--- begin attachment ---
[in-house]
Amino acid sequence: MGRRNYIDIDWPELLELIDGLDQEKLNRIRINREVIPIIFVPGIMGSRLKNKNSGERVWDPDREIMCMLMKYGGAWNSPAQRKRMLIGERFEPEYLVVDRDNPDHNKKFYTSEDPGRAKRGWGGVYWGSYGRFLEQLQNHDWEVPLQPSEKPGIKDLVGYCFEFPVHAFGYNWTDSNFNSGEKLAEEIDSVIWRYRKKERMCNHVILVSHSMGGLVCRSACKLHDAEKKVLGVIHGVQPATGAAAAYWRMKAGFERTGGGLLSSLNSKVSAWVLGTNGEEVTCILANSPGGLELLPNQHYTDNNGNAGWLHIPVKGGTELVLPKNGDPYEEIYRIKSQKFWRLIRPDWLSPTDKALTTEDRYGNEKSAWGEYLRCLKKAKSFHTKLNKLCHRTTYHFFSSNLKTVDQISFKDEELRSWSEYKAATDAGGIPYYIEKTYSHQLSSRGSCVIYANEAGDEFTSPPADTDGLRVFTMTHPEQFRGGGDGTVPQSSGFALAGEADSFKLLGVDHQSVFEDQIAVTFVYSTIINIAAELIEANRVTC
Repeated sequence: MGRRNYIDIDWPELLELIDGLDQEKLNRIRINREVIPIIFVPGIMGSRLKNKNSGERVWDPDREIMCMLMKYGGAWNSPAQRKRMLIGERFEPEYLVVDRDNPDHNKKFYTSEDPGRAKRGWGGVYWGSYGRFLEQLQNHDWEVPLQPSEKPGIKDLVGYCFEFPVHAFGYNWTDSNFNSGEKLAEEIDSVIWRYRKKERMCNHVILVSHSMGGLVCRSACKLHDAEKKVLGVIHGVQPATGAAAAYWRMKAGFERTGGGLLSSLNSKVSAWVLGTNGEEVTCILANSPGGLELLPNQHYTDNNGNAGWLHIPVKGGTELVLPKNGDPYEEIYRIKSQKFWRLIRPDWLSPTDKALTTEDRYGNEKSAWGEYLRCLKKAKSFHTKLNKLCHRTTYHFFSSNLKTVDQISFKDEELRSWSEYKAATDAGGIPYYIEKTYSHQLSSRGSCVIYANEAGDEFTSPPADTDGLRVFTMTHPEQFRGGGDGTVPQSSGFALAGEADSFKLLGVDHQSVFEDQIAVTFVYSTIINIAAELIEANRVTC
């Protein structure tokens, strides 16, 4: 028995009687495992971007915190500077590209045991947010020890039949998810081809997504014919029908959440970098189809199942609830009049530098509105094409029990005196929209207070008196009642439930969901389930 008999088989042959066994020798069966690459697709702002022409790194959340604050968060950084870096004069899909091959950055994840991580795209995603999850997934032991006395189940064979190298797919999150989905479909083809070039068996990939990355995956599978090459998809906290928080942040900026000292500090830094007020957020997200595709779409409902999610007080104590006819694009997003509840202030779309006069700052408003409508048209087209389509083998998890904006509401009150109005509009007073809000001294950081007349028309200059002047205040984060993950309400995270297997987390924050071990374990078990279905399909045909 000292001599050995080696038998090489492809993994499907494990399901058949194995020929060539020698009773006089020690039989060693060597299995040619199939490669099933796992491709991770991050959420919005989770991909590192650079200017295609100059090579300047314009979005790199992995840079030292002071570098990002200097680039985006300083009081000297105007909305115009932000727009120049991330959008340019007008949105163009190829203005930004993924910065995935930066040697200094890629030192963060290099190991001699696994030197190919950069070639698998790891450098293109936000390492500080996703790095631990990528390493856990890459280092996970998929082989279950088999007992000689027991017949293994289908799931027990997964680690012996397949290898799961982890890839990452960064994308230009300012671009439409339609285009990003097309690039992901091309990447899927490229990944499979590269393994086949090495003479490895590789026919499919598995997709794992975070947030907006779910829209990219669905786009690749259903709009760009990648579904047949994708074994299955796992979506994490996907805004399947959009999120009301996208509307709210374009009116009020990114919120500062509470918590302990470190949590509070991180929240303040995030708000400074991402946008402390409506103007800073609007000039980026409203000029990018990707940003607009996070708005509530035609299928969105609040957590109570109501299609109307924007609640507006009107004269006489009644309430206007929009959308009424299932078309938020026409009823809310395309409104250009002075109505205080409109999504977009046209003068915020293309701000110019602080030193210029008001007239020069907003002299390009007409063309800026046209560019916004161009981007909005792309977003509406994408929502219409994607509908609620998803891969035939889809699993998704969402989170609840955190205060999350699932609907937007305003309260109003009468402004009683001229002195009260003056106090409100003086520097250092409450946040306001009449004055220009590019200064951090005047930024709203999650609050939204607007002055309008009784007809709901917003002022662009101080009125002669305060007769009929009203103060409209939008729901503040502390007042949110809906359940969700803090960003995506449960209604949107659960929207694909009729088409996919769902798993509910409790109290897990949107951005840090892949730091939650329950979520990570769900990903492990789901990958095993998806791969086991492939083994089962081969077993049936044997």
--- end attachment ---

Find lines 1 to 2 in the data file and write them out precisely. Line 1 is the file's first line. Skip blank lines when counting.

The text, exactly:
[in-house]
Amino acid sequence: MGRRNYIDIDWPELLELIDGLDQEKLNRIRINREVIPIIFVPGIMGSRLKNKNSGERVWDPDREIMCMLMKYGGAWNSPAQRKRMLIGERFEPEYLVVDRDNPDHNKKFYTSEDPGRAKRGWGGVYWGSYGRFLEQLQNHDWEVPLQPSEKPGIKDLVGYCFEFPVHAFGYNWTDSNFNSGEKLAEEIDSVIWRYRKKERMCNHVILVSHSMGGLVCRSACKLHDAEKKVLGVIHGVQPATGAAAAYWRMKAGFERTGGGLLSSLNSKVSAWVLGTNGEEVTCILANSPGGLELLPNQHYTDNNGNAGWLHIPVKGGTELVLPKNGDPYEEIYRIKSQKFWRLIRPDWLSPTDKALTTEDRYGNEKSAWGEYLRCLKKAKSFHTKLNKLCHRTTYHFFSSNLKTVDQISFKDEELRSWSEYKAATDAGGIPYYIEKTYSHQLSSRGSCVIYANEAGDEFTSPPADTDGLRVFTMTHPEQFRGGGDGTVPQSSGFALAGEADSFKLLGVDHQSVFEDQIAVTFVYSTIINIAAELIEANRVTC